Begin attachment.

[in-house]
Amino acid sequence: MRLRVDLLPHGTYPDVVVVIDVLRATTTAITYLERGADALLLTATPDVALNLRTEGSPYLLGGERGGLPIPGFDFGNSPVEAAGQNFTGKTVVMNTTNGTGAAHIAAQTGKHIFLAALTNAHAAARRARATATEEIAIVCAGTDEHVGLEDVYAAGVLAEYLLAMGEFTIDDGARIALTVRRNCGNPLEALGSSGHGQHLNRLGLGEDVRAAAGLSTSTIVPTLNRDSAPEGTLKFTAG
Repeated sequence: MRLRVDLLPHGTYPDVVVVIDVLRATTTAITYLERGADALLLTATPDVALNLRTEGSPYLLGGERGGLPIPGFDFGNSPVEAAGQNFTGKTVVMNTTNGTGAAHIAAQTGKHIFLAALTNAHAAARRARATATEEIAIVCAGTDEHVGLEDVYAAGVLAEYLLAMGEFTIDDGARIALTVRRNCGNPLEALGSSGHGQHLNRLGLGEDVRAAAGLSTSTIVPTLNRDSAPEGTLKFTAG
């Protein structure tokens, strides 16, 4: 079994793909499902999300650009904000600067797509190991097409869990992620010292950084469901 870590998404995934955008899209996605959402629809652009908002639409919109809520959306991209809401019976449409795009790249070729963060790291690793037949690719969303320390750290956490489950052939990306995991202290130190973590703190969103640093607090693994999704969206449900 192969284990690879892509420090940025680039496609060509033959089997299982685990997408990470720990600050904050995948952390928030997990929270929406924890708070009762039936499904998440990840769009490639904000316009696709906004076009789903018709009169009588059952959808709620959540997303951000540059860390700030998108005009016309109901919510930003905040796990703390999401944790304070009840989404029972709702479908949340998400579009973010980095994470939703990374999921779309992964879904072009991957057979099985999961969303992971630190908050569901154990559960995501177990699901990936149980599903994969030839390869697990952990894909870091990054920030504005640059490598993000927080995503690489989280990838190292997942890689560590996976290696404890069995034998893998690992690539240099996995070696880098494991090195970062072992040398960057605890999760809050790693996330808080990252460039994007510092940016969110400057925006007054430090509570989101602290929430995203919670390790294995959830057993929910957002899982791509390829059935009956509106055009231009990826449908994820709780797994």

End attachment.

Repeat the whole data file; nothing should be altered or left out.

[in-house]
Amino acid sequence: MRLRVDLLPHGTYPDVVVVIDVLRATTTAITYLERGADALLLTATPDVALNLRTEGSPYLLGGERGGLPIPGFDFGNSPVEAAGQNFTGKTVVMNTTNGTGAAHIAAQTGKHIFLAALTNAHAAARRARATATEEIAIVCAGTDEHVGLEDVYAAGVLAEYLLAMGEFTIDDGARIALTVRRNCGNPLEALGSSGHGQHLNRLGLGEDVRAAAGLSTSTIVPTLNRDSAPEGTLKFTAG
Repeated sequence: MRLRVDLLPHGTYPDVVVVIDVLRATTTAITYLERGADALLLTATPDVALNLRTEGSPYLLGGERGGLPIPGFDFGNSPVEAAGQNFTGKTVVMNTTNGTGAAHIAAQTGKHIFLAALTNAHAAARRARATATEEIAIVCAGTDEHVGLEDVYAAGVLAEYLLAMGEFTIDDGARIALTVRRNCGNPLEALGSSGHGQHLNRLGLGEDVRAAAGLSTSTIVPTLNRDSAPEGTLKFTAG
């Protein structure tokens, strides 16, 4: 079994793909499902999300650009904000600067797509190991097409869990992620010292950084469901 870590998404995934955008899209996605959402629809652009908002639409919109809520959306991209809401019976449409795009790249070729963060790291690793037949690719969303320390750290956490489950052939990306995991202290130190973590703190969103640093607090693994999704969206449900 192969284990690879892509420090940025680039496609060509033959089997299982685990997408990470720990600050904050995948952390928030997990929270929406924890708070009762039936499904998440990840769009490639904000316009696709906004076009789903018709009169009588059952959808709620959540997303951000540059860390700030998108005009016309109901919510930003905040796990703390999401944790304070009840989404029972709702479908949340998400579009973010980095994470939703990374999921779309992964879904072009991957057979099985999961969303992971630190908050569901154990559960995501177990699901990936149980599903994969030839390869697990952990894909870091990054920030504005640059490598993000927080995503690489989280990838190292997942890689560590996976290696404890069995034998893998690992690539240099996995070696880098494991090195970062072992040398960057605890999760809050790693996330808080990252460039994007510092940016969110400057925006007054430090509570989101602290929430995203919670390790294995959830057993929910957002899982791509390829059935009956509106055009231009990826449908994820709780797994």